Climbing Mount Kenya
Climbing Mount Kenya
In March 2011 I was persuaded (or should I say tricked!) into joining the group of people climbing Mount Kenya over New Year to raise money for The Barut Development Centre build. What was pitched as a challenging yet exciting 4-day hike to see the first sunrise of 2012 on top of a mountain turned out to be one of the toughest experiences of my life. The climb recruited 10 volunteers and we flew to Nairobi in groups on the 27th December. It would take us just over 3 days to reach the summit on the 1st January 2012.On Day 1 our group kitted up and gently eased into the trek.
It took us an afternoon to get to our first camp led by our guides and soon to be best friends Mark and Simon. One of the team managed to get blisters within minutes but found a willing porter to swap boots with her for the small price of a bag of lollipops. Dinner was a pleasant surprise who expects a three course meal on the side of a mountain? There was even a little entertainment from our neighbouring monkeys who seemed just as curious about us as we were about them. One even tried to come into the hut but was quickly apprehended by a group member and got his poor monkey hand shut in the door we all laughed when he ran away kissing his hand. It all appeared too good to be true until we checked out the ëtoiletsí - sheds covering the holes in the ground. Everyone had to visit them but some had more successful trips than others. We spent the night in bunk beds huddled together to keep warm and trying to resist the urge to pee!Day 2 we were up early as today involved the most
amount of walking. It was boggy in places but team morale was high and we kept each other going by singing Hakuna Matata. Like the songs our energy ran out and the second half of the day was a struggle.
It seemed like we would never reach the camp and we had rather a lot of unscheduled stops. We eventually arrived at Mackinder Camp and had tea and Kenyan donuts. Most of us had to lie down for a nap before dinner and a lot of tablets were passed around as the altitude headaches really kicked in. After dinner most of the gang headed to bed but a few of us stayed up to play cards. We taught Mark our guide to play ëGo Fishí until we could barely keep our eyes open and crawled into our sleeping bags.We didnít have to get up quite as early on day 3 (New Years Eve) as it was to be the shortest but steepest part of the climb. It was steeper than we had expected and sometimes the ground just slipped from beneath your feet. The air got thinner and thinner until we were all panting even when stationary. The group was spread out across the mountain side and it was hard to encourage each other when we were all struggling so much. Each time we reached what we thought was the top we
discovered it just kept going and there was more climbing to be done. I admired our guidesí patience with us as we were like small children in the back of a car asking ëhow much longer ëtil we get there? I was not so impressed with the answer we received as they almost always said it was ëonly half an hour moreí and we were still asking two hours later!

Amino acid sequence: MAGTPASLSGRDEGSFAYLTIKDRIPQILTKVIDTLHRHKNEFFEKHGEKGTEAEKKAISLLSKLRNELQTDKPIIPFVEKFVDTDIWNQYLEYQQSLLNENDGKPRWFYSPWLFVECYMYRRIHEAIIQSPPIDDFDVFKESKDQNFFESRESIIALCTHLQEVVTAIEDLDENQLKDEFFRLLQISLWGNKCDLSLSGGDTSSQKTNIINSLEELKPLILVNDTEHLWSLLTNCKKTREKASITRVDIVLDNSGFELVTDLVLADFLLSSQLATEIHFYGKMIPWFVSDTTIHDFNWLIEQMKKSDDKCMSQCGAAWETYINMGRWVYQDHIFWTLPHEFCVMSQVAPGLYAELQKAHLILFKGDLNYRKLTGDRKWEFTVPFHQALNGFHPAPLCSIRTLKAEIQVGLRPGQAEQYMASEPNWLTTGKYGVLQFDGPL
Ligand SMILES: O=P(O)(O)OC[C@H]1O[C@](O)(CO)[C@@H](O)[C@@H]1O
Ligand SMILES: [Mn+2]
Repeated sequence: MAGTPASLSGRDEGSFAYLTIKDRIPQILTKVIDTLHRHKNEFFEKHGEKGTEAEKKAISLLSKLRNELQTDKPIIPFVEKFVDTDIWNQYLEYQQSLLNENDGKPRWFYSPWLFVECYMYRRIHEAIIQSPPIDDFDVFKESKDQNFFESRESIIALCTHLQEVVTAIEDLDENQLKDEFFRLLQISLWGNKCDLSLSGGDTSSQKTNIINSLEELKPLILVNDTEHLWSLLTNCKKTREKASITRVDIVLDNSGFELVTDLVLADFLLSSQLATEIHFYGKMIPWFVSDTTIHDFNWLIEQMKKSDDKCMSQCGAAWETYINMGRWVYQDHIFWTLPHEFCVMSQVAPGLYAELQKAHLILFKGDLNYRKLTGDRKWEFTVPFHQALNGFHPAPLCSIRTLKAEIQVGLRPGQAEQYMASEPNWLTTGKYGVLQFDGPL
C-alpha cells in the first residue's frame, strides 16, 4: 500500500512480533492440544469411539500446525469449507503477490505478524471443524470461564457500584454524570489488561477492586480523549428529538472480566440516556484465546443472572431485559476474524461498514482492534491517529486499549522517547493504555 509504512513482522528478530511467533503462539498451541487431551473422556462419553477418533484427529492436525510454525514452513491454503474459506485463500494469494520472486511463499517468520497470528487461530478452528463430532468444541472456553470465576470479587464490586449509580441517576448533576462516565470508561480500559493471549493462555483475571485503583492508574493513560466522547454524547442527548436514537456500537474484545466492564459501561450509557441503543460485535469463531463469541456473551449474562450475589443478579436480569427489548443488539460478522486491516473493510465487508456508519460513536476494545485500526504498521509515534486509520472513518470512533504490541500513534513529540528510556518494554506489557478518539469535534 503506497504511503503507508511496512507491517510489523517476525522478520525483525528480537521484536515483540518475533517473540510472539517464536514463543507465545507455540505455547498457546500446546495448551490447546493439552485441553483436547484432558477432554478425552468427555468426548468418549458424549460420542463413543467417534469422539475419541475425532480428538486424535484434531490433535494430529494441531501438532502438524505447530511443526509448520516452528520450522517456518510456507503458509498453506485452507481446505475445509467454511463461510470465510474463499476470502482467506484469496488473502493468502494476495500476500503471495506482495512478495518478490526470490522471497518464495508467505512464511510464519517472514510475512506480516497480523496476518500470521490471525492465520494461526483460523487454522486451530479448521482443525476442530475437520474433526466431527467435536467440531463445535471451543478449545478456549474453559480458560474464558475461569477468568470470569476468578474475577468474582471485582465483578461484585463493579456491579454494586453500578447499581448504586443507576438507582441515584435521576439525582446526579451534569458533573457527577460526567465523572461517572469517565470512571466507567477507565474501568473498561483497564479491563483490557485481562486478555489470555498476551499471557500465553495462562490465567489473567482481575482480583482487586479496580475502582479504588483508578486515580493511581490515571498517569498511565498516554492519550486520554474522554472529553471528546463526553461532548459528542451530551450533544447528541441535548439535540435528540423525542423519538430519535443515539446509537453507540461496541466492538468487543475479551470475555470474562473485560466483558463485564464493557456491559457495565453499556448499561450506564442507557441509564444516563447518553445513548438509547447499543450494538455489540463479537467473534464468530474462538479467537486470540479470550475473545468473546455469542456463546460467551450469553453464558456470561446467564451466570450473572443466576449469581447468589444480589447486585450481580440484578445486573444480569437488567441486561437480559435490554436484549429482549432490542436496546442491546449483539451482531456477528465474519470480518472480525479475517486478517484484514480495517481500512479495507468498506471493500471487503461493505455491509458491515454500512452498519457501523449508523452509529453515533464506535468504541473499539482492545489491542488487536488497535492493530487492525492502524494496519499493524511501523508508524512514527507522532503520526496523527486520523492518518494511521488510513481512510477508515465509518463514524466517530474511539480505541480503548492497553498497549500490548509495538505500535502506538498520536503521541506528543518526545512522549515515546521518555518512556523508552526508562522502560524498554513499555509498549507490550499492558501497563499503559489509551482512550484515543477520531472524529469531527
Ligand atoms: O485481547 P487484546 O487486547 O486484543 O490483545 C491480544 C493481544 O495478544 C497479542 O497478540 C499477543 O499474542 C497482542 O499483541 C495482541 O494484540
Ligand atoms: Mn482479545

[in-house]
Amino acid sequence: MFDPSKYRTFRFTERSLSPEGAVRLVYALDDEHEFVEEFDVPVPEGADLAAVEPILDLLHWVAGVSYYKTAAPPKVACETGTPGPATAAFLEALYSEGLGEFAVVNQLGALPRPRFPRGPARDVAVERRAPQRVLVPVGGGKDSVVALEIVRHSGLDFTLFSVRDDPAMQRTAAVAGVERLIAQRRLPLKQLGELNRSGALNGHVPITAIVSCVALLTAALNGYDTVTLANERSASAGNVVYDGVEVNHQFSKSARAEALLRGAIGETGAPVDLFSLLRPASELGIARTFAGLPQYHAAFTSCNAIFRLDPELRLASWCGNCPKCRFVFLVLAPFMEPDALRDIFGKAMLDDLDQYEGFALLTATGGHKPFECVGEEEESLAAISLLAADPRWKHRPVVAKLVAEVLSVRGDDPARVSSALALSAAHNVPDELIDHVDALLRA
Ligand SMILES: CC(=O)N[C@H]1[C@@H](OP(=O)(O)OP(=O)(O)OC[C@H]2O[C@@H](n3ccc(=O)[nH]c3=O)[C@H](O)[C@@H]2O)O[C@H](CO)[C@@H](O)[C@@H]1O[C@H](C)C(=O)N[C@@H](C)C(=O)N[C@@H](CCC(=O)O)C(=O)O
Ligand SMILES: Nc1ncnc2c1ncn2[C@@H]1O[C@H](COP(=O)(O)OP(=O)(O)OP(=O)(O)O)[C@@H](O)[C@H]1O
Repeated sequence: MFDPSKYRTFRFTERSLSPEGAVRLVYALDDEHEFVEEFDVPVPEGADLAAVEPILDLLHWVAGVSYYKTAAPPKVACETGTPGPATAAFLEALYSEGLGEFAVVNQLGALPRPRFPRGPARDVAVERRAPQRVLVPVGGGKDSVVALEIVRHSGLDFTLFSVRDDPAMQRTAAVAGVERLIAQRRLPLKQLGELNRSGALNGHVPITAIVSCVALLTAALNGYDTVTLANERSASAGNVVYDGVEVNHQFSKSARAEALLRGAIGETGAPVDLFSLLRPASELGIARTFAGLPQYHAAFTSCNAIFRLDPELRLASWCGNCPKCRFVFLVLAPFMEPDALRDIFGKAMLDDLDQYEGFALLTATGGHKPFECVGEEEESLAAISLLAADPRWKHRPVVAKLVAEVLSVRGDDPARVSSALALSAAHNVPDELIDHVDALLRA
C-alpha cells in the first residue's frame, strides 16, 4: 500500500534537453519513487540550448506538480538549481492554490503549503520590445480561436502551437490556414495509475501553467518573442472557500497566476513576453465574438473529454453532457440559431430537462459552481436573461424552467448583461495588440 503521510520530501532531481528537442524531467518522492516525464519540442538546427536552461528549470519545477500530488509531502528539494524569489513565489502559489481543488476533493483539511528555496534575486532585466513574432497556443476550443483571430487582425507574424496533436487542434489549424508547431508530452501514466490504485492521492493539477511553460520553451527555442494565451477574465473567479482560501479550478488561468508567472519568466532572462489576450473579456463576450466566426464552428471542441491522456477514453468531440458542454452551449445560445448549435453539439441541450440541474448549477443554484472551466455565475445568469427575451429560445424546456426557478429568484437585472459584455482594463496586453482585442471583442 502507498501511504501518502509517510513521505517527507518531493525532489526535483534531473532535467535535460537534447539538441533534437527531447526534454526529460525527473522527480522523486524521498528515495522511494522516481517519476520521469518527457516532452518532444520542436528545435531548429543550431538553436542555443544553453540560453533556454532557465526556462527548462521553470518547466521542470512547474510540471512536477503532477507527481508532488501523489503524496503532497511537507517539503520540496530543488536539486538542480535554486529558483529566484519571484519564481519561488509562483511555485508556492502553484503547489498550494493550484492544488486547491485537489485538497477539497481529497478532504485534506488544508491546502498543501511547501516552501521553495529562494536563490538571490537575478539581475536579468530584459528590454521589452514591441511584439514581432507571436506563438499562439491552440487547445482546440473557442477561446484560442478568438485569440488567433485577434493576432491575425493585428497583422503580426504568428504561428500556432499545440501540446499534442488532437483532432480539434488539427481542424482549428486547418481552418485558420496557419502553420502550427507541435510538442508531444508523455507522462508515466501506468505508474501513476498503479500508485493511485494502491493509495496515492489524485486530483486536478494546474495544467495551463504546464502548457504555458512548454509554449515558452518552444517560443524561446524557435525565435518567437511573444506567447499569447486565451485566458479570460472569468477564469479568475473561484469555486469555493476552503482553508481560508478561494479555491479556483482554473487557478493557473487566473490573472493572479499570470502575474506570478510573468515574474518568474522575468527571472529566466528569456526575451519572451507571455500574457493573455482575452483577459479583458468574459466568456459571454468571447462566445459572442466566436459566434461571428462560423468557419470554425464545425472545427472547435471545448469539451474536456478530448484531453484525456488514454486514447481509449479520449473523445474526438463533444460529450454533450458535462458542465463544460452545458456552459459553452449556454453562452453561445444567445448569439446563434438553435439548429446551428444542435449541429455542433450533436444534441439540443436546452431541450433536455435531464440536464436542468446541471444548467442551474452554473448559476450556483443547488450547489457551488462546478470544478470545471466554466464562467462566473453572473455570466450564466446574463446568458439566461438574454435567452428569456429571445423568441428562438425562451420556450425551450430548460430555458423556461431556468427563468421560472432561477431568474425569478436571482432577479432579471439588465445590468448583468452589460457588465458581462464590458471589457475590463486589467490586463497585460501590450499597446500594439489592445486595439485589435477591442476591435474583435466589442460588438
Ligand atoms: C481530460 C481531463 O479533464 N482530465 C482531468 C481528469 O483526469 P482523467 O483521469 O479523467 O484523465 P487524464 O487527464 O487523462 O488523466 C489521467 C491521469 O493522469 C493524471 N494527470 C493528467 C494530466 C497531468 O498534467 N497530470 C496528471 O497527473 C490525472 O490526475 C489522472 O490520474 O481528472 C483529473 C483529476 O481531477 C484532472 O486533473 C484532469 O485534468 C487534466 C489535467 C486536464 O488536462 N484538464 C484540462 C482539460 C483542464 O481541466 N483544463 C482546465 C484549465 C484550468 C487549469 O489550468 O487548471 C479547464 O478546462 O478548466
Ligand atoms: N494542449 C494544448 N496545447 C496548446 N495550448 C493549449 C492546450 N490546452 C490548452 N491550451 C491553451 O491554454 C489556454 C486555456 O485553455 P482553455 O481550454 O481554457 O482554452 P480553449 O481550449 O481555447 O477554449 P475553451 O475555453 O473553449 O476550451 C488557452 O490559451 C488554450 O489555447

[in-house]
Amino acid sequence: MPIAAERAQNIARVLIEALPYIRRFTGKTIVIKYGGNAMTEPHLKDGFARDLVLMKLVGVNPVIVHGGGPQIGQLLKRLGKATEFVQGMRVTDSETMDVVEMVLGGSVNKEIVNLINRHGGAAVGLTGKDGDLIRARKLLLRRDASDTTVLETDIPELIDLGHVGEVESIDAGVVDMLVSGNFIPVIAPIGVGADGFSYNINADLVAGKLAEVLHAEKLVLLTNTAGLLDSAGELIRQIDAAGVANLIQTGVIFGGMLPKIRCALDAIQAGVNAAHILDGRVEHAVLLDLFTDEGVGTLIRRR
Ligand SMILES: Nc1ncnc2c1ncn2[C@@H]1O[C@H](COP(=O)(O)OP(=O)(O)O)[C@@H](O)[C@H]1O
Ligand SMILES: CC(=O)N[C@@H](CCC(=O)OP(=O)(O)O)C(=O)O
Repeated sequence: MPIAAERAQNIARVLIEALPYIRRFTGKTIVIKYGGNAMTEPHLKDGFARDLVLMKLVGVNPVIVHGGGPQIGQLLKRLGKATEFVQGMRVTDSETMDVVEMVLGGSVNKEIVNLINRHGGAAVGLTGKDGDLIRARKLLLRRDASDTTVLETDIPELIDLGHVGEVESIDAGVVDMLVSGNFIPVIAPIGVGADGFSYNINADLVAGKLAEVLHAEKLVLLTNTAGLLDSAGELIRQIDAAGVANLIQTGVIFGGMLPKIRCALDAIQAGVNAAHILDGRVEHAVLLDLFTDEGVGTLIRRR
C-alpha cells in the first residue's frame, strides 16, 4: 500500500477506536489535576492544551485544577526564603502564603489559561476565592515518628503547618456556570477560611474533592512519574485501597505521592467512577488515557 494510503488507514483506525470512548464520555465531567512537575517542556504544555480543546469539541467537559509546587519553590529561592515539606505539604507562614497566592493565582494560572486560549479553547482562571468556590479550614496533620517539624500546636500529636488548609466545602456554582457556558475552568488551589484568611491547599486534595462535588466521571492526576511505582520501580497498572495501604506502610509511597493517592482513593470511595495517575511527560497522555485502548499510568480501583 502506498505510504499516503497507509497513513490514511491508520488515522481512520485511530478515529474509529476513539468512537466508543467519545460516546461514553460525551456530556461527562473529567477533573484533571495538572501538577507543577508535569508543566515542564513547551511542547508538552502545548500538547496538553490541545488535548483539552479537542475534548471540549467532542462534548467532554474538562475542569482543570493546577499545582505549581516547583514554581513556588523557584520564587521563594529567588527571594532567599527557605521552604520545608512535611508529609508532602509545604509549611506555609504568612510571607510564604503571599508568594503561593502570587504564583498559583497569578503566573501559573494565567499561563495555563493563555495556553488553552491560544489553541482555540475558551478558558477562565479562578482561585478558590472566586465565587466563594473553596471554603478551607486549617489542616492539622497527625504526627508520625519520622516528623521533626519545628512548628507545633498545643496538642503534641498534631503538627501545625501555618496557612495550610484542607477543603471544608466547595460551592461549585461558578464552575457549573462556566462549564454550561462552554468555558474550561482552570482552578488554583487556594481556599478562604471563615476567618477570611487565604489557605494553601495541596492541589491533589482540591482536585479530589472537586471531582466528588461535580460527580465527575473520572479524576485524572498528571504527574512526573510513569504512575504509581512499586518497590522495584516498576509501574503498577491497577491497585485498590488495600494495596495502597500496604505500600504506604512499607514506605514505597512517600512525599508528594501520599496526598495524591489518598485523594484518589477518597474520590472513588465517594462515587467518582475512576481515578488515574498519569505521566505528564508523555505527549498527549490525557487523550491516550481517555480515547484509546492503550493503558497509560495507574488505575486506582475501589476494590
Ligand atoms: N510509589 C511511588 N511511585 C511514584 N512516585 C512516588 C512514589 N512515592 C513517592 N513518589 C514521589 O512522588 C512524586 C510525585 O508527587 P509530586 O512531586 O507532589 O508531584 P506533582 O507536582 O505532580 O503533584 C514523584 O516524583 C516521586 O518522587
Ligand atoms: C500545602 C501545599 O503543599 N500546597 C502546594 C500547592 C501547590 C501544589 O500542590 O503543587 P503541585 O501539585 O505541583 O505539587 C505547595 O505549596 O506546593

We arrived at Top Hut ate and napped then one of the guides mentioned about walking a bit further up the mountain before dinner to help with the altitude sickness when we came back down to the hut. Snuggled up inside my sleeping bag I remember hoping that the walk was optional unfortunately it was not. We begrudgingly put our walking boots back on and followed the group out into the snow. The half an hour walk was actually quite pleasant and it felt a lot better than being inside the stuffy cabin. A few of the girls made snow angels and some of us slid down the snowy slopes on our bums. Back at the hut the guides briefed us about what was going to happen in the morning. We went to bed to attempt to get some sleep before our 4am start but most of us just tossed in our bunks too nauseous to sleep.
The final day and we ate our light breakfast of tea and biscuits in silence but the atmosphere was heavy with exhaustion and anticipation. The sickest of our group voiced their fears of being too ill to make it to the top but every member of our group left the hut at 4.30am. It was pitch black and even those of us with head torches could only see the feet of the person in front of us. This part of the climb was the most technically difficult we had to climb over icy rocks and use awkwardly positioned ropes to keep ourselves on the path. I could barely feel my feet and progress was slow. Occasionally we had to stop for someone to heave over the side of the track. The sunlight was approaching fast and although we all agreed that it didnít matter if we missed the sunrise as long as we made it to the top I was secretly hoping we would finish the challenge as we had intended from the start. The final climb involved pulling ourselves up on a precarious looking ladder and as I
reached the top I could see the first rays of sunshine breaking the horizon.
As the group came up one by one everyone had a tear in their eye. It is hard to put into words what I felt standing watching the sun come up and even as I write this I am welling up reliving the experience. It was an overwhelming mixture of relief exhaustion achievement and pride. I was standing on top of the world and it felt like the greatest achievement of my life. We took a few photos so we had the evidence that we had made it but the elation couldnít hold off the altitude sickness for too long and knowing how far we had to go to the bottom we were keen to get off the mountain that had been torturing us for the last 3 days. It wasnít until we got home and Holly gave us the overwhelming news that our joint fundraising efforts had actually paid for a whole classroom to be built within the The Barut Development Centre.<< Back to latest news